My classmate Julia wrote a good, concise synopsis of our last reading, "Diagnosing and Treating the Ophelia Syndrome" by Thomas G. Plummer. I don't quite agree with the article yet, but I just realized how ironic that is when I responded to Julia's post, our classmates posts, and the class discussion on this topic!
You know, Julia, I was just scanning some of our classmates blogs and I found that everyone agreed with the Ophelia Syndrome article. I still am not sold on the idea. But, ironically, I realized that by being skeptical about the merit of this article I am actually doing many of the things the author suggests--I am trusting myself with this opinion, living with the uncertainty, and essentially thinking independently of my classmates, despite both my professor and the author of the text establishing its legitimacy. Isn't that funny? I am going against the grain but, at the same time, going right along with it.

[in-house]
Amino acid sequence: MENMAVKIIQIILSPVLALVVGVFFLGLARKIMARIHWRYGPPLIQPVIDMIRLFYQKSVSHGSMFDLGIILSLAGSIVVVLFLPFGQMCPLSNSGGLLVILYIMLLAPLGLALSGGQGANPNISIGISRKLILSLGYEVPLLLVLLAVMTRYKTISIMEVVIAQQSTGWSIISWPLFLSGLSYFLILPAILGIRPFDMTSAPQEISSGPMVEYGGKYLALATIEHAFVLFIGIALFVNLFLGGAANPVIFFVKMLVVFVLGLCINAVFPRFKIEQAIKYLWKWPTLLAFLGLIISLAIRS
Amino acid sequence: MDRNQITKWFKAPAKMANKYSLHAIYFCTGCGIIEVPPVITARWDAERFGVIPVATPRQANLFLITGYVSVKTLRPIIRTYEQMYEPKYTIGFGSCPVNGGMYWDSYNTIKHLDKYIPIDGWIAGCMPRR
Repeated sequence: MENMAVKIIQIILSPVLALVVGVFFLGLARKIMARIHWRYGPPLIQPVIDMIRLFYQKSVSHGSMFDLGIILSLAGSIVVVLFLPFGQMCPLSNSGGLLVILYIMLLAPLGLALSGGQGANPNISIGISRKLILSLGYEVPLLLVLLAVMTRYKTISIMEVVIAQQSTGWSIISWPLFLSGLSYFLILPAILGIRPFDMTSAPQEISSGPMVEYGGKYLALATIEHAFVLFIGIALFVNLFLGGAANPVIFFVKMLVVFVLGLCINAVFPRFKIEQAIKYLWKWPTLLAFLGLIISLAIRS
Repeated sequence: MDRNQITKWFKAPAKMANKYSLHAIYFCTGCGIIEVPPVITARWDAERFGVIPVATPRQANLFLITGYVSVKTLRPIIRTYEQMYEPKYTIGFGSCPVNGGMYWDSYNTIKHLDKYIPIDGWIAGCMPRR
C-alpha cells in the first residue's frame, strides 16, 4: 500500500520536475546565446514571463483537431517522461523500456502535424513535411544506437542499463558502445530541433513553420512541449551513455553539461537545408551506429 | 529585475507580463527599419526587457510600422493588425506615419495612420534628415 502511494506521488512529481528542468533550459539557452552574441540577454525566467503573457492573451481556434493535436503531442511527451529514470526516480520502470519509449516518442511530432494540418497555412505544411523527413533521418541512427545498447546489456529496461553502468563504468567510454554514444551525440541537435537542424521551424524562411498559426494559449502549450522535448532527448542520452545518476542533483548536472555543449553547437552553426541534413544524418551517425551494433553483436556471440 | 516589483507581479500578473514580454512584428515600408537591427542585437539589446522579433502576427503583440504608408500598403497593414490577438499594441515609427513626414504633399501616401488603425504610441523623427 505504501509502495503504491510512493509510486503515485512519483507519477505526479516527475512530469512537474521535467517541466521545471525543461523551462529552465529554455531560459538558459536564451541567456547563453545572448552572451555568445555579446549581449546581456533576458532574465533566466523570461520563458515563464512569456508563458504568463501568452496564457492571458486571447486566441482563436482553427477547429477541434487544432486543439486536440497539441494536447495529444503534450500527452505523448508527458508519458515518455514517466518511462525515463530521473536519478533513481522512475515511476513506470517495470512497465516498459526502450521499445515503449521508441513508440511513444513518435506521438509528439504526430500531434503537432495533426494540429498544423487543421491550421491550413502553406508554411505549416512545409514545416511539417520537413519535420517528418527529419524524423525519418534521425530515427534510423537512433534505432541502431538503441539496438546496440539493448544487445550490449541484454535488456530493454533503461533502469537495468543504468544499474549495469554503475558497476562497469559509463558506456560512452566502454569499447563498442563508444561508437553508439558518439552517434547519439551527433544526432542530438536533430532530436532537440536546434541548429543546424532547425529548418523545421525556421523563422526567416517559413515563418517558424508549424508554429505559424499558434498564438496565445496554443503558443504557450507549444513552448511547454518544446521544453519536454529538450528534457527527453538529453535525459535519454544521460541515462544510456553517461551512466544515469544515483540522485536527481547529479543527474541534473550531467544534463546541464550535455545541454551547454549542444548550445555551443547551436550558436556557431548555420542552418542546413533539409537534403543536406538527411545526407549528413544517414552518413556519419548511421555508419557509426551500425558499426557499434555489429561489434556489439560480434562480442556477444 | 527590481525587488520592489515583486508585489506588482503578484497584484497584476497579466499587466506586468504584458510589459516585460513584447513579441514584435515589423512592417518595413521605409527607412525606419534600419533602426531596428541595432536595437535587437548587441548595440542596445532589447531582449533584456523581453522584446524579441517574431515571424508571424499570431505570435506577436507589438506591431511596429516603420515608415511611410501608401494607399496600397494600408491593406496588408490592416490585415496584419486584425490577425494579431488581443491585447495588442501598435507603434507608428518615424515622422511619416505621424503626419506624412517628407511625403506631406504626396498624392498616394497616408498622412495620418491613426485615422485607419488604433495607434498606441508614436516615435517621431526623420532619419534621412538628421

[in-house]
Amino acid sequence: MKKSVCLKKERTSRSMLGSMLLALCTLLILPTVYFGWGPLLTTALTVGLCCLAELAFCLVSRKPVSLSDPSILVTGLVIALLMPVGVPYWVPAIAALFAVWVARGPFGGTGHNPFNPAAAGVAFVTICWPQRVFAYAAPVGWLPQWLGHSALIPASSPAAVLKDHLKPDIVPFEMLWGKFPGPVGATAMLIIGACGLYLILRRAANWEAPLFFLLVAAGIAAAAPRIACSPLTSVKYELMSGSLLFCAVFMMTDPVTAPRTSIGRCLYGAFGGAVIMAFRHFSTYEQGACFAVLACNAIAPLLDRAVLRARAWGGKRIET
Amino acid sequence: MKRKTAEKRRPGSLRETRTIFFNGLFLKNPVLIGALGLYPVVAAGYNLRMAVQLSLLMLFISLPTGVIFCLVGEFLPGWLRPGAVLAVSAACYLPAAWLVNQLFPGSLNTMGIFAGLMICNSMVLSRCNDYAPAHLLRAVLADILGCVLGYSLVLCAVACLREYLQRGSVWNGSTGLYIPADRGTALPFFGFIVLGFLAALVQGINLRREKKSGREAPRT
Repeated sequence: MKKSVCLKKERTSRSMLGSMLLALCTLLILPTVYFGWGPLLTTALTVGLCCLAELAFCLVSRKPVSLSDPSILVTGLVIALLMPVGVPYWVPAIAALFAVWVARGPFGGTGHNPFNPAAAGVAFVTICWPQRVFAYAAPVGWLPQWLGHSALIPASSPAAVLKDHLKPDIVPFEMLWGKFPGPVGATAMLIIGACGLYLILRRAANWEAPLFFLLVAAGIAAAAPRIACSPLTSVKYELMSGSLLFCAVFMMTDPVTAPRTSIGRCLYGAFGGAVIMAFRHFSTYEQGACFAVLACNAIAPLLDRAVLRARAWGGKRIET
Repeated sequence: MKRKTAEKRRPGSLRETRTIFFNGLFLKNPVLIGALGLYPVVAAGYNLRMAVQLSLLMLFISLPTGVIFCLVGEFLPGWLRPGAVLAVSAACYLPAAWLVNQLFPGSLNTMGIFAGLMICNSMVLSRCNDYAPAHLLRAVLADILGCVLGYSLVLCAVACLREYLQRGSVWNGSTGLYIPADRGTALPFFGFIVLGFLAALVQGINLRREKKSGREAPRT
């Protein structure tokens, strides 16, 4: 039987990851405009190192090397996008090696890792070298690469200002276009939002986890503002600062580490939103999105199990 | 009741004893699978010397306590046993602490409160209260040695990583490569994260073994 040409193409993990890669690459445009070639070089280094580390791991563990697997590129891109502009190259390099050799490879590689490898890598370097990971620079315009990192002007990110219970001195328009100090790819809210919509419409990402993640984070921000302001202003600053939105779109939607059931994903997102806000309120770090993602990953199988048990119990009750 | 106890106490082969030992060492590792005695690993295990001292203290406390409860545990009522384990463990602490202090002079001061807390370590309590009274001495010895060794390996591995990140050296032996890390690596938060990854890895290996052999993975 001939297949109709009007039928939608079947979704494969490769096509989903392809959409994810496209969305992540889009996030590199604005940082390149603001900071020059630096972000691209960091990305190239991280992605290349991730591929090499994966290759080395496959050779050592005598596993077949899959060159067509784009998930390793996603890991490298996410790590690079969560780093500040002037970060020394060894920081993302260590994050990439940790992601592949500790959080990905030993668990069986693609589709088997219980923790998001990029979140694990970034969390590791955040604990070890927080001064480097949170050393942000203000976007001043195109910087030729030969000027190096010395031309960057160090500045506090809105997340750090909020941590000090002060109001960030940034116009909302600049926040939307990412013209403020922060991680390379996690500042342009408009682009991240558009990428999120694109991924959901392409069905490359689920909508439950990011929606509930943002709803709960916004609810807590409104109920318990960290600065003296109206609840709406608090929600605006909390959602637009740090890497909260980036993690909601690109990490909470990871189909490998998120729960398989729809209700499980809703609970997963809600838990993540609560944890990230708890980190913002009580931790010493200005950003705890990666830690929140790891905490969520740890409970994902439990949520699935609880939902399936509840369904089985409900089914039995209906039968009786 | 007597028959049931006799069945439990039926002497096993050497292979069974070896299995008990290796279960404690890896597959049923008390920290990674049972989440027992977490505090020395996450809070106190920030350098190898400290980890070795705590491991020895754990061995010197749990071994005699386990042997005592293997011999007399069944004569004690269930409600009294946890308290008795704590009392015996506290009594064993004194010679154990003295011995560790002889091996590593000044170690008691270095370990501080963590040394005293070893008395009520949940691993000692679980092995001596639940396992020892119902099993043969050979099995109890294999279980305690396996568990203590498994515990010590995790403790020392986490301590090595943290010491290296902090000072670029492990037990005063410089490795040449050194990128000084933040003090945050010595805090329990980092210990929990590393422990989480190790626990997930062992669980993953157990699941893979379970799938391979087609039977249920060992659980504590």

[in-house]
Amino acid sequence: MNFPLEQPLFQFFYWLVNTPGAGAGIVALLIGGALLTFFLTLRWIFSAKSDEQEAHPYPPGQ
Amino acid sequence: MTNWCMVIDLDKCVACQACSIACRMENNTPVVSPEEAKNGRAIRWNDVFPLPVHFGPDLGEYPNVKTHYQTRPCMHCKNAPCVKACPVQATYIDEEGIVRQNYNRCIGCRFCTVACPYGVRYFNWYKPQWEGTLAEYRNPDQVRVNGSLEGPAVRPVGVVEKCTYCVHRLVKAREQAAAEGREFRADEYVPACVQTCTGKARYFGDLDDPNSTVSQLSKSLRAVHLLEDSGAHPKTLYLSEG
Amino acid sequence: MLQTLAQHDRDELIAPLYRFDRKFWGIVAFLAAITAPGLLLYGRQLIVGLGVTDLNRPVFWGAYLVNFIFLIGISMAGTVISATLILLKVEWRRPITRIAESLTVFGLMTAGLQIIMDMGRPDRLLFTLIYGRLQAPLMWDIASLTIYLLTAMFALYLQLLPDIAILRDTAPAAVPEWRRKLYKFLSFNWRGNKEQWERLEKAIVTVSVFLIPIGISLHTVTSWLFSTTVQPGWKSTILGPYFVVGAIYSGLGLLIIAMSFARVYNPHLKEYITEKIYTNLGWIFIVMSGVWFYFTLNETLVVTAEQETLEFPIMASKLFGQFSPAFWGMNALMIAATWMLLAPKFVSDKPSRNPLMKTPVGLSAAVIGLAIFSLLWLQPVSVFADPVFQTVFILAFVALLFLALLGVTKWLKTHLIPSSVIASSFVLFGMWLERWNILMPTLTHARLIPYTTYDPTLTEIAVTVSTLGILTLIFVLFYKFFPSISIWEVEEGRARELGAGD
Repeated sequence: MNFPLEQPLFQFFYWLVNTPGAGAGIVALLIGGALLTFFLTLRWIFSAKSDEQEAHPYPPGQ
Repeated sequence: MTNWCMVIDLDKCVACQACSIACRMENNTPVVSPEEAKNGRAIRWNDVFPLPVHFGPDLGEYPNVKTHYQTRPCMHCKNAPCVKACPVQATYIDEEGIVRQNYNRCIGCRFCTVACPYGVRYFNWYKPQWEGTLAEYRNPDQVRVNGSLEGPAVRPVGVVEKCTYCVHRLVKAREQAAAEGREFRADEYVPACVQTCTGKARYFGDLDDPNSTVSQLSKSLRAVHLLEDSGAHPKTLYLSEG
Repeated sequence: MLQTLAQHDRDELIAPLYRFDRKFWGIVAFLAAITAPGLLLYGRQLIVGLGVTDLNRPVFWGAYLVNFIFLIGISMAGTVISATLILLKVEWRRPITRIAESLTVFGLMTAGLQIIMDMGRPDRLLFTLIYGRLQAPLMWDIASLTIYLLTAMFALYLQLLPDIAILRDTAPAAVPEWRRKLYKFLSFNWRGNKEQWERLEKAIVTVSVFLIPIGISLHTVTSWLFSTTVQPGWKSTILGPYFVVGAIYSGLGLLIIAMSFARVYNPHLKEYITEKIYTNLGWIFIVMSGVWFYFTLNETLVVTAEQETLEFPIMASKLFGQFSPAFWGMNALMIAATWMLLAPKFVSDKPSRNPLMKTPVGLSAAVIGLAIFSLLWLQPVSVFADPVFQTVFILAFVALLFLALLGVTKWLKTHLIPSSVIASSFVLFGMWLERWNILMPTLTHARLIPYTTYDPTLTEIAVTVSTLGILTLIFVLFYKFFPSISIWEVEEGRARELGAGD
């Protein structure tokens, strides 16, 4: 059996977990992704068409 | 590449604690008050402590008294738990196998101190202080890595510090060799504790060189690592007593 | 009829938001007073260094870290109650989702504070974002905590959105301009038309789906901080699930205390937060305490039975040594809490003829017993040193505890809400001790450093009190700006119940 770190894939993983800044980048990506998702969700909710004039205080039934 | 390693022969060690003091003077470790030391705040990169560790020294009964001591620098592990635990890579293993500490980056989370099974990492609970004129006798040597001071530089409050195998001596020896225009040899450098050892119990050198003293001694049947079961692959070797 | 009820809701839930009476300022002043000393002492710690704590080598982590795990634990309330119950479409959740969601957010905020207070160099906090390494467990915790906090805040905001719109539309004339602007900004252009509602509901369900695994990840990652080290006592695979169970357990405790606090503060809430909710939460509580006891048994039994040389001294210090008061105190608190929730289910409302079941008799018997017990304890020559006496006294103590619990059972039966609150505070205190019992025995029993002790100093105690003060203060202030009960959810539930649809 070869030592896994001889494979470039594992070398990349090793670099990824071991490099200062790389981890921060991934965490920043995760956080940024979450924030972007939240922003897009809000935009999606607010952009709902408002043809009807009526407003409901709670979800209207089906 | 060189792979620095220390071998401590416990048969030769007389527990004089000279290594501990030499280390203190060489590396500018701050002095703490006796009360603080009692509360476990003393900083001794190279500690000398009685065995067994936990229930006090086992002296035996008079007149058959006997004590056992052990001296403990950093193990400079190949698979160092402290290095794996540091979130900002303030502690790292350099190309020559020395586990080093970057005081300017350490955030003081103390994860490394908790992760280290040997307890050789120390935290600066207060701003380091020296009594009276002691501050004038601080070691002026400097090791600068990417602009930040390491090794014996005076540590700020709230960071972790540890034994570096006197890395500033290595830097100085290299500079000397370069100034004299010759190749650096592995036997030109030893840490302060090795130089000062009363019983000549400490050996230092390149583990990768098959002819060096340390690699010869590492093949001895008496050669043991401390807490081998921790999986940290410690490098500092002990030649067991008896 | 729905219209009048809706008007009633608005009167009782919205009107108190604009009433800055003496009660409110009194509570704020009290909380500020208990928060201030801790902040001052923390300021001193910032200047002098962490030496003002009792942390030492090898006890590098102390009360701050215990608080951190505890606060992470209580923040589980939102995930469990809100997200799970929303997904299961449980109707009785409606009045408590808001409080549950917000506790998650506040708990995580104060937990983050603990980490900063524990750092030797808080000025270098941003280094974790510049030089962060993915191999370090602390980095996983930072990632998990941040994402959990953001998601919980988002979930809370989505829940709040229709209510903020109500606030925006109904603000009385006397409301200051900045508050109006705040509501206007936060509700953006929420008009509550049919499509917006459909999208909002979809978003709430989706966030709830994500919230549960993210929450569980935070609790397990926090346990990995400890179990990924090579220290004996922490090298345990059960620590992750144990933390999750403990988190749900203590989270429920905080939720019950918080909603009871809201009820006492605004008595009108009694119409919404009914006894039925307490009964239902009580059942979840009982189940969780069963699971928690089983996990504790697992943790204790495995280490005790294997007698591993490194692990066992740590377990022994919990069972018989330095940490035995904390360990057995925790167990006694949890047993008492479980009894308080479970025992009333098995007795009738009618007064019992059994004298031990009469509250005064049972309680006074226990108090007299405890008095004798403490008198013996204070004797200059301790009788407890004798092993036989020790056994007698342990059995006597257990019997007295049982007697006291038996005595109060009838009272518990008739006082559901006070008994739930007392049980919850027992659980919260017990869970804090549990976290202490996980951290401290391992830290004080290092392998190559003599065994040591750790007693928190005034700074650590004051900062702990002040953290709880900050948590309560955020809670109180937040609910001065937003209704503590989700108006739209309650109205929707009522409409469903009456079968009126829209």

I think a lot of my attitude has to do with my perfectionist/overachieving nature. I do not use the terms perfectionist and overachieving as a compliment to myself. This morning I took a final, had an emotional breakdown, cancelled my trips to London and Paris, decided I should probably change my major, and slipped into a depression because I feel like a failure. There are plenty of negative aspects of overachieving. Whatever it does to me, I am a perfectionist when it comes to schoolwork, and that always involves giving the professor what he or she wants. Does this mean I cannot think independently? Are the concepts mutually exclusive? Perhaps, but I think there is at least a possibility that students can give the professor exactly what he wants without giving up their individuality.